The fact that the truth was well known meant that as soon as false narratives were put out by the Russians, they were immediately exposed or understood by the public to be a false narrative. That power of information and knowledge has had a really significant impact on the public and been a counter to Russian Information Operations and the false flag operations that were part of the invasion plan. These have failed to be successful, partly, and indeed perhaps largely, as a consequence of the way in which that narrative is able to be exposed as a sham.
Open source has also proved to be a force multiplier, and we’ve been able to move to an approach which militaries around the world have sought to do for some time. Through open source every platform and every service person is able to act as a sensor. Citizen involvement has meant that practically every citizen and every phone has become a sensor.
There are some challenges around the ethical and moral position of this, but in the context of a war of national survival the Ukrainian public are incredibly committed to playing their part and providing the advantage to their decision makers. The second part about the force multiplier is its use of commercial networks. These commercial networks are inevitably driven by a need to keep availability high the people using them, and this means they’re incredibly robust.
This offers alternative pathways for information to travel and sometimes goes beyond military communications which can be subject to jamming or disruption. It’s incredibly difficult to overcome these commercial networks and therefore, that force multiplier of sensors, has been a really significant way in which the Ukraine military have been able to generate information advantage.
The fifth element is in the crowdsourcing and the use of standardised chatbots which has allowed these Ukrainian citizens to report Russian units and locations. The civilian sensor network has been a force multiplier but also, it’s been able to provide a variety of viewpoints around information. Rather than having to take a single piece of information and estimate its accuracy, the mass of information is able crowdsource enabling analysts to draw together alternative views.
This has enabled processing and evaluation of the availability of data to provide additional insight. The longer the conflict has gone on, the more adept the Ukrainians have become at harnessing the quantity of information to pull insights from as many sensors as possible.
Lastly, in terms of impact of the conflict, there’s been an element of lifting the fog of war. I’m a career intelligence officer and certainly, for long periods of my career, it felt like I was responsible for making a jigsaw from the available information. I didn’t have the lid of the jigsaw box or sufficient pieces to make the complete jigsaw. This meant I was responsible for putting the pieces I had in place, and then trying to imagine what the rest of the picture would look like to produce a prediction from those assumptions.
Whilst open source doesn’t provide the lid of the jigsaw box, it gives an almost infinite number of jigsaw pieces. The challenge now is that you can make an almost infinite number of pictures as a consequence of the available pieces. It also introduces a challenge in terms of discretion around the information, and we must filter with a view to being able to refine. This is where the combination of open source intelligence and secret sources of intelligence becomes invaluable in being able to see whether we can define greater understanding as a consequence.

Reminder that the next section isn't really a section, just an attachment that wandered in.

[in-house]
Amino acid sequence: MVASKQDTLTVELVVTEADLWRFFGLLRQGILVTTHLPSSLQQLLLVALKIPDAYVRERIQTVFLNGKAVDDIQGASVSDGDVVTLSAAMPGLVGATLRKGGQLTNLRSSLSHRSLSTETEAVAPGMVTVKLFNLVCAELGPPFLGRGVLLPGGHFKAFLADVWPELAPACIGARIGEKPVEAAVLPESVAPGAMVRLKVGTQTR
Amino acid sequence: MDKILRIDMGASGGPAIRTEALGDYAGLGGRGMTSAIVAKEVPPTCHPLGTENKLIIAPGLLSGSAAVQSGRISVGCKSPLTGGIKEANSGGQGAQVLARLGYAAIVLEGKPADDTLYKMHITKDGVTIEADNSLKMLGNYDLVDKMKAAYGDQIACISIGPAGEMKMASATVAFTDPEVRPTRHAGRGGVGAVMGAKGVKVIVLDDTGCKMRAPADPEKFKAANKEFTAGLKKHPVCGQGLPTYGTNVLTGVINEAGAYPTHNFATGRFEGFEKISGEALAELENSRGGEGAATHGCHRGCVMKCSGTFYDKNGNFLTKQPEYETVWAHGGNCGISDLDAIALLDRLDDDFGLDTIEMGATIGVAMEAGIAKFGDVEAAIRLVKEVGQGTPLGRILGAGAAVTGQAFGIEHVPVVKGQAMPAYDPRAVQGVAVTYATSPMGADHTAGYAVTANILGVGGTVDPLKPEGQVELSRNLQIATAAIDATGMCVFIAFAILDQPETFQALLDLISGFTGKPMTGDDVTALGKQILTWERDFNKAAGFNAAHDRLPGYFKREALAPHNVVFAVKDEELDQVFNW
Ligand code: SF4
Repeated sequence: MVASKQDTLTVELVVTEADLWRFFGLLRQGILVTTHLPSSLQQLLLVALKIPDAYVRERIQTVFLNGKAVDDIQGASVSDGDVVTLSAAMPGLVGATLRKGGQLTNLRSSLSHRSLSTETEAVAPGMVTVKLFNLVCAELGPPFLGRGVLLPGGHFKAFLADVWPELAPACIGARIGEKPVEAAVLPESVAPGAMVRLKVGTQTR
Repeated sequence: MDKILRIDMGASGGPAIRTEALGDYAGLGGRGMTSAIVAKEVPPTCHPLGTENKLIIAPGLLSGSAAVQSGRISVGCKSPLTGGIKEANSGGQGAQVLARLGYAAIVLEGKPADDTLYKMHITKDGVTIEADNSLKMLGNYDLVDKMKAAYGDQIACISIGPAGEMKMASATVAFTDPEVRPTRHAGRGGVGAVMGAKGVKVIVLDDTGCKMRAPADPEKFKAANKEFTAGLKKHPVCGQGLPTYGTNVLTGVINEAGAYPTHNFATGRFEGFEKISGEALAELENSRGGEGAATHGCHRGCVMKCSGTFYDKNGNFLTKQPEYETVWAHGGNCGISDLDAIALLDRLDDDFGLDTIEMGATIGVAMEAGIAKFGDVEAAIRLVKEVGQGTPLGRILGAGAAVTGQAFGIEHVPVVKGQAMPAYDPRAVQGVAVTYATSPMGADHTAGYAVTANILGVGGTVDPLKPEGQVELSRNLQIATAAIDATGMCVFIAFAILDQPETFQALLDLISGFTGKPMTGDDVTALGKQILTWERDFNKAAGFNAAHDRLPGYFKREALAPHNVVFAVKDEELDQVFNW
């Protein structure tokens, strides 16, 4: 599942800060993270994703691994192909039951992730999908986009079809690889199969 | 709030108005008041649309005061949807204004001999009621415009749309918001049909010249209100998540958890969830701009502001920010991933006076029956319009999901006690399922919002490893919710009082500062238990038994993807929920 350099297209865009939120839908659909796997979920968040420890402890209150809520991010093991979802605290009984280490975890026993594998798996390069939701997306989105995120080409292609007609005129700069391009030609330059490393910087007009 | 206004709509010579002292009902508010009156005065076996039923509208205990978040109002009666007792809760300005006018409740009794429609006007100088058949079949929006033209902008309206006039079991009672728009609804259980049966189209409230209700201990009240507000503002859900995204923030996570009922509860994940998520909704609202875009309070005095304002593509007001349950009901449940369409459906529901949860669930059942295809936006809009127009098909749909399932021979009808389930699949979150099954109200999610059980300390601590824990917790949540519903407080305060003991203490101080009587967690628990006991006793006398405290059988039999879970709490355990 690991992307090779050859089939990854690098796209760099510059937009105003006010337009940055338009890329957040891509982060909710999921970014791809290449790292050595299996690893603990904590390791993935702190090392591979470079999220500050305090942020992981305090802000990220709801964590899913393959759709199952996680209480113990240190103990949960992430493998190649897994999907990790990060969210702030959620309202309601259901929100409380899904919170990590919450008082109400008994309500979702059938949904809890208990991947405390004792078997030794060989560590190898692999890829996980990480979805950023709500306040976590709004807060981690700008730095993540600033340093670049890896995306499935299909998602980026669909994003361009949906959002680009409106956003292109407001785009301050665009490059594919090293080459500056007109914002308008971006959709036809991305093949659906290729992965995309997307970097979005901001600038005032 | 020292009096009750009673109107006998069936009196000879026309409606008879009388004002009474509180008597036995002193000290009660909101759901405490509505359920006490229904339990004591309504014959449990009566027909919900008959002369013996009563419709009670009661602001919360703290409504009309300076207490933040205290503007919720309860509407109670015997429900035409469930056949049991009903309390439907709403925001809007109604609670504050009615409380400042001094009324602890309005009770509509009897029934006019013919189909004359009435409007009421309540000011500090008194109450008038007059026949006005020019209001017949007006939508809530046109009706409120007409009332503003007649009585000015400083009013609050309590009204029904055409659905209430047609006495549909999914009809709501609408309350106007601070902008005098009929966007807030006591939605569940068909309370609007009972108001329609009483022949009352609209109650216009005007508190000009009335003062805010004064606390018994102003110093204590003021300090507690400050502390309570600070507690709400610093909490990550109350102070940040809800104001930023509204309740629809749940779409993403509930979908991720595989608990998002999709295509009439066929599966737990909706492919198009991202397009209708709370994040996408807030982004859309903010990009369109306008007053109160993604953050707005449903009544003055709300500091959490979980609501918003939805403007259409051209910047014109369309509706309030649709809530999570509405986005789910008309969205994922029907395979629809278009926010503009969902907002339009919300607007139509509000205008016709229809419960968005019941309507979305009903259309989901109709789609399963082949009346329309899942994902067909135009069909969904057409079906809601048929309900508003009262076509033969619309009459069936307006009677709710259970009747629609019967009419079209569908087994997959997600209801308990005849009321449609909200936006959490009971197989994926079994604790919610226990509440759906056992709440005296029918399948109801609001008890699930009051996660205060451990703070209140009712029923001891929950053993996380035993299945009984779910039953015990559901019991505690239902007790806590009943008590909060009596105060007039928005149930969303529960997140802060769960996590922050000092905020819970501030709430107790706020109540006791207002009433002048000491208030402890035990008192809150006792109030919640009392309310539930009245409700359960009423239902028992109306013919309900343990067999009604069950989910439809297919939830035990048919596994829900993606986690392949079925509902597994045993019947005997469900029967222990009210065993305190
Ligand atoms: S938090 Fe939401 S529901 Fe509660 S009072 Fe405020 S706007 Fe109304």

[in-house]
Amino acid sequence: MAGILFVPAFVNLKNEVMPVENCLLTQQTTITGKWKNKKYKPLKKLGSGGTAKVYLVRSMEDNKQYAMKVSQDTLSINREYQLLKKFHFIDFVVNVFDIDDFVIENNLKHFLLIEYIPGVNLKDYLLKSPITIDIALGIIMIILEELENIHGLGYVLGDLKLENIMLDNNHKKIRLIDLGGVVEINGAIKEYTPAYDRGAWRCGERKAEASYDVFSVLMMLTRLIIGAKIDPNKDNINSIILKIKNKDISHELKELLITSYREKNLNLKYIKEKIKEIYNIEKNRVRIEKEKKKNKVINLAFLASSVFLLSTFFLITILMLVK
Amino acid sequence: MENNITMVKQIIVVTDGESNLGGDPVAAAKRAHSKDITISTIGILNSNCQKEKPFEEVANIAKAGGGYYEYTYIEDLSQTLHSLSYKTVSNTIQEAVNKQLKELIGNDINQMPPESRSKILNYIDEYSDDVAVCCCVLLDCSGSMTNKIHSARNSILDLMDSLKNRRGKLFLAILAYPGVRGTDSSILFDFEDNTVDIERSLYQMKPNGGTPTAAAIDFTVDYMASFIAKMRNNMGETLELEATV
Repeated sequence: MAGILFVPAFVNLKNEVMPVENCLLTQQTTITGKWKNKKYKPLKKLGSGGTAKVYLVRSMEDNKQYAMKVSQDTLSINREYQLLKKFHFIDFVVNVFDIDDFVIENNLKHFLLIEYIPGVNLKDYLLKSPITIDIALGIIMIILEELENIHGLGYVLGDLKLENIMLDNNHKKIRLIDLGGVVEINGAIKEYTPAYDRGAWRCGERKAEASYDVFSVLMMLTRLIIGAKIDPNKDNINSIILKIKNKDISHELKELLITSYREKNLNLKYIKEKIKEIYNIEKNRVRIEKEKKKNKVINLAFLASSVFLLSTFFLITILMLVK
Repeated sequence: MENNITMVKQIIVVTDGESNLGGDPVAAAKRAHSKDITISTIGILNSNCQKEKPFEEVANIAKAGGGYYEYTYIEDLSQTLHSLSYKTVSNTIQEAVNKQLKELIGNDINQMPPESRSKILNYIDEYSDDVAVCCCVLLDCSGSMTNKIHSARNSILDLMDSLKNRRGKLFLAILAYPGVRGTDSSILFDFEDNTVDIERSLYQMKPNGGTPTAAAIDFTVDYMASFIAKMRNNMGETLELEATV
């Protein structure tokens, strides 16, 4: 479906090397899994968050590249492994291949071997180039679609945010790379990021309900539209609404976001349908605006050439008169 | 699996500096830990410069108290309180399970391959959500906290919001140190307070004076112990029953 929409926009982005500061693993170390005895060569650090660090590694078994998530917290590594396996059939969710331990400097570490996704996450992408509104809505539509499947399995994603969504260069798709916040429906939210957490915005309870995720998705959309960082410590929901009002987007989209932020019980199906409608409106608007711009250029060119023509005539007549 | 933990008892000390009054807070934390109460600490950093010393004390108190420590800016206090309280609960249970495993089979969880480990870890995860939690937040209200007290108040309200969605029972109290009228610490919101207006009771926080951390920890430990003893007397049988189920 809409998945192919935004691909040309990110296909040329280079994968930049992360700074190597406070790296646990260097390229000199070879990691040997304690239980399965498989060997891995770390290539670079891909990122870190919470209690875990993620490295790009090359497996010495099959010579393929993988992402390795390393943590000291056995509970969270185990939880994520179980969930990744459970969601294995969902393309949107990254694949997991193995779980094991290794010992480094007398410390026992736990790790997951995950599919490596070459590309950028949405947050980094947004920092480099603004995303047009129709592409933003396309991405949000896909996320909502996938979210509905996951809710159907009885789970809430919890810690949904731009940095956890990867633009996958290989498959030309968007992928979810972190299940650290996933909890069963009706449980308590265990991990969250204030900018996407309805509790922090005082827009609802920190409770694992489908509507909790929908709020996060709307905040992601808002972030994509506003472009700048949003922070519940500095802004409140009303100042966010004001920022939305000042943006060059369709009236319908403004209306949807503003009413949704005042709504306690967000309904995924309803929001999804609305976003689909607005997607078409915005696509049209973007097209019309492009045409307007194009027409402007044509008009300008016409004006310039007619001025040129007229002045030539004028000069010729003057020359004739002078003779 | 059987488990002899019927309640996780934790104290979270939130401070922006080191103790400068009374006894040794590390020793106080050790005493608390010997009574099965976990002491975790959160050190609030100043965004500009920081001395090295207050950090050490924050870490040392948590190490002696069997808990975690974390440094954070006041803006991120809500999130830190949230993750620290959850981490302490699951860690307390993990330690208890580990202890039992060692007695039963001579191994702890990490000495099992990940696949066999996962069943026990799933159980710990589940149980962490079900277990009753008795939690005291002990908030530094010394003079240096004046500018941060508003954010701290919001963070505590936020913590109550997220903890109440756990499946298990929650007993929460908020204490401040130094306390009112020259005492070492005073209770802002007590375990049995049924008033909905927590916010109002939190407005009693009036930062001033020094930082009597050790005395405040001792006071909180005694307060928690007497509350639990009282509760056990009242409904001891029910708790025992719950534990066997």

There has been some great work in terms of battle damage assessment, and we see a variety of authoritative sources available through social media platforms which provide insight and sentiment analysis. These are incredibly important because it offers the ability to understand what’s happening and that has been expanded almost exponentially as a consequence.
It also offers the ability to track information operations and assess impact, particularly in Russian information operations. The impact of where things are being picked up, how they’re being proselytised across social media platforms, and tracking and understanding their impact has been really important.
But for all of those impacts, there are of course some risks. The scale of data is beyond comprehension. That creates enormous opportunity but also creates a real burden in terms of being able to deal with intelligence. 127 new devices are connected to the internet every second across the globe and there is a challenge over the veracity of the available information. With more information comes more opinions, more variation, and there really isn’t very much more truth.
We must accept that the Open Source Intelligence community, which has played a spectacular role in the war in Ukraine, doesn’t always get it right. There are moments in time where the community will move off after a particular line of inquiry which turns out to be futile. I’ve had moments where people have questioned me if this is truly happening as a consequence of what’s being carried on social media.